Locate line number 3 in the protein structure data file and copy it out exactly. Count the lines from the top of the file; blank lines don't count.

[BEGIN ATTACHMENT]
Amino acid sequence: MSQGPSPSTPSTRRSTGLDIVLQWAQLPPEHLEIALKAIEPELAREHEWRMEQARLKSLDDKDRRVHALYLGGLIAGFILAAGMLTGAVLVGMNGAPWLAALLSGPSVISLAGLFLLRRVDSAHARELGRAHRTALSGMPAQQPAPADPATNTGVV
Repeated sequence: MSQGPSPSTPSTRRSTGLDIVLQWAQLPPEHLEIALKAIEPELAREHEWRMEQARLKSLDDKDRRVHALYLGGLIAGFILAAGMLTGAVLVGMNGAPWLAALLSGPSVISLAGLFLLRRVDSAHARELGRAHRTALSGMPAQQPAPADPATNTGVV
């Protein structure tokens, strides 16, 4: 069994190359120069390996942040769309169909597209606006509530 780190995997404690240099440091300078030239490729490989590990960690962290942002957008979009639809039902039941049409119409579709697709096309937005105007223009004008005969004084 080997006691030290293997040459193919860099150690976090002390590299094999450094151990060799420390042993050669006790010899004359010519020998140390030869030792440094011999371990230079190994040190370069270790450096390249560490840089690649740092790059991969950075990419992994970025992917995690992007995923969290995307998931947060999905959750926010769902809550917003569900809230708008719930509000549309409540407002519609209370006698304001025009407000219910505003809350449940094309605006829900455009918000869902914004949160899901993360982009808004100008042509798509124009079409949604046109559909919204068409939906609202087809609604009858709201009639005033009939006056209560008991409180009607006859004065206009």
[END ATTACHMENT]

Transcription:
């Protein structure tokens, strides 16, 4: 069994190359120069390996942040769309169909597209606006509530 780190995997404690240099440091300078030239490729490989590990960690962290942002957008979009639809039902039941049409119409579709697709096309937005105007223009004008005969004084 080997006691030290293997040459193919860099150690976090002390590299094999450094151990060799420390042993050669006790010899004359010519020998140390030869030792440094011999371990230079190994040190370069270790450096390249560490840089690649740092790059991969950075990419992994970025992917995690992007995923969290995307998931947060999905959750926010769902809550917003569900809230708008719930509000549309409540407002519609209370006698304001025009407000219910505003809350449940094309605006829900455009918000869902914004949160899901993360982009808004100008042509798509124009079409949604046109559909919204068409939906609202087809609604009858709201009639005033009939006056209560008991409180009607006859004065206009």